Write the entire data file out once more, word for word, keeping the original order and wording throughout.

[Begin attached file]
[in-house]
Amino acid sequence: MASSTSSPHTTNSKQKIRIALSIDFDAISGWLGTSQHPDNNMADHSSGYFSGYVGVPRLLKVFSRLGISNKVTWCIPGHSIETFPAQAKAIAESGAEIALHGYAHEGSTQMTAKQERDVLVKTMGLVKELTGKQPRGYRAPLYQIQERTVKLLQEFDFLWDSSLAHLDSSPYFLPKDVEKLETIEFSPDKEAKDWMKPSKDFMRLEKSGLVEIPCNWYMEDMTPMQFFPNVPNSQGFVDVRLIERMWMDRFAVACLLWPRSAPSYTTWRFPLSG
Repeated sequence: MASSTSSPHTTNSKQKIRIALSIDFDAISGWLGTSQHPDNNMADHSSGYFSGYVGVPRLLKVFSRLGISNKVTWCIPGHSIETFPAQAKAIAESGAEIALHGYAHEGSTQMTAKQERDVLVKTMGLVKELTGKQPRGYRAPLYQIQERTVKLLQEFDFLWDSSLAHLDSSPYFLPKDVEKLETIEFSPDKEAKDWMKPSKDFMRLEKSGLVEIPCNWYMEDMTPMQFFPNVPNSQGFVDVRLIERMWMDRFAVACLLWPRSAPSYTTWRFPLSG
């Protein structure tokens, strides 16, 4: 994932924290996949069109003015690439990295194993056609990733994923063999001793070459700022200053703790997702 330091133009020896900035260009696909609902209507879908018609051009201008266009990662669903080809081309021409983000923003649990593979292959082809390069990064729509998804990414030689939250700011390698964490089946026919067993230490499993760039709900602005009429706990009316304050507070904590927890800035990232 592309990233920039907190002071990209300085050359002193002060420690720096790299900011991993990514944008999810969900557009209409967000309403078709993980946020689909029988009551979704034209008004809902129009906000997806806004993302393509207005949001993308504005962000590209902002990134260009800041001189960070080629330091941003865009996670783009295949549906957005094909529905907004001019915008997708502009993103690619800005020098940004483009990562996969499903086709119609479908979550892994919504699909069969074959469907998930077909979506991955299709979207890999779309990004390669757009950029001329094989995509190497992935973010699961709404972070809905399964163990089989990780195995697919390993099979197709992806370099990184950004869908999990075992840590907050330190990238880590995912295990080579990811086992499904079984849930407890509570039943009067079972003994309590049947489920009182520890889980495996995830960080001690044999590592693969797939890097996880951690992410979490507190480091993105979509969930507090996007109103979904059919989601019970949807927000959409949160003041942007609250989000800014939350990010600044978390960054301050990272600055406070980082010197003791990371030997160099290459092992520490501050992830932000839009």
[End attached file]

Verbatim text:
[in-house]
Amino acid sequence: MASSTSSPHTTNSKQKIRIALSIDFDAISGWLGTSQHPDNNMADHSSGYFSGYVGVPRLLKVFSRLGISNKVTWCIPGHSIETFPAQAKAIAESGAEIALHGYAHEGSTQMTAKQERDVLVKTMGLVKELTGKQPRGYRAPLYQIQERTVKLLQEFDFLWDSSLAHLDSSPYFLPKDVEKLETIEFSPDKEAKDWMKPSKDFMRLEKSGLVEIPCNWYMEDMTPMQFFPNVPNSQGFVDVRLIERMWMDRFAVACLLWPRSAPSYTTWRFPLSG
Repeated sequence: MASSTSSPHTTNSKQKIRIALSIDFDAISGWLGTSQHPDNNMADHSSGYFSGYVGVPRLLKVFSRLGISNKVTWCIPGHSIETFPAQAKAIAESGAEIALHGYAHEGSTQMTAKQERDVLVKTMGLVKELTGKQPRGYRAPLYQIQERTVKLLQEFDFLWDSSLAHLDSSPYFLPKDVEKLETIEFSPDKEAKDWMKPSKDFMRLEKSGLVEIPCNWYMEDMTPMQFFPNVPNSQGFVDVRLIERMWMDRFAVACLLWPRSAPSYTTWRFPLSG
């Protein structure tokens, strides 16, 4: 994932924290996949069109003015690439990295194993056609990733994923063999001793070459700022200053703790997702 330091133009020896900035260009696909609902209507879908018609051009201008266009990662669903080809081309021409983000923003649990593979292959082809390069990064729509998804990414030689939250700011390698964490089946026919067993230490499993760039709900602005009429706990009316304050507070904590927890800035990232 592309990233920039907190002071990209300085050359002193002060420690720096790299900011991993990514944008999810969900557009209409967000309403078709993980946020689909029988009551979704034209008004809902129009906000997806806004993302393509207005949001993308504005962000590209902002990134260009800041001189960070080629330091941003865009996670783009295949549906957005094909529905907004001019915008997708502009993103690619800005020098940004483009990562996969499903086709119609479908979550892994919504699909069969074959469907998930077909979506991955299709979207890999779309990004390669757009950029001329094989995509190497992935973010699961709404972070809905399964163990089989990780195995697919390993099979197709992806370099990184950004869908999990075992840590907050330190990238880590995912295990080579990811086992499904079984849930407890509570039943009067079972003994309590049947489920009182520890889980495996995830960080001690044999590592693969797939890097996880951690992410979490507190480091993105979509969930507090996007109103979904059919989601019970949807927000959409949160003041942007609250989000800014939350990010600044978390960054301050990272600055406070980082010197003791990371030997160099290459092992520490501050992830932000839009």